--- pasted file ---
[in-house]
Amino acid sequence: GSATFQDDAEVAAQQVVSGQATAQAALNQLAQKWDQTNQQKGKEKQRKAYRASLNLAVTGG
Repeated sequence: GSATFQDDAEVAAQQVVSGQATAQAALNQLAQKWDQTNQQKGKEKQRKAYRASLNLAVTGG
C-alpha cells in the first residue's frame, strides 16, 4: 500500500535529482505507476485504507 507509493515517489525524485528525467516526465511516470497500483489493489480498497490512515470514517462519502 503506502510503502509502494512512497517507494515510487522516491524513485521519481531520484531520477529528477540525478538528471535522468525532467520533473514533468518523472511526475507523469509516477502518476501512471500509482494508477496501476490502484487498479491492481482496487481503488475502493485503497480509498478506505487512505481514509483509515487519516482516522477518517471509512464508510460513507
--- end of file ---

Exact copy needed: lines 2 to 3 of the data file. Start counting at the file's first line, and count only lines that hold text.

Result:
Amino acid sequence: GSATFQDDAEVAAQQVVSGQATAQAALNQLAQKWDQTNQQKGKEKQRKAYRASLNLAVTGG
Repeated sequence: GSATFQDDAEVAAQQVVSGQATAQAALNQLAQKWDQTNQQKGKEKQRKAYRASLNLAVTGG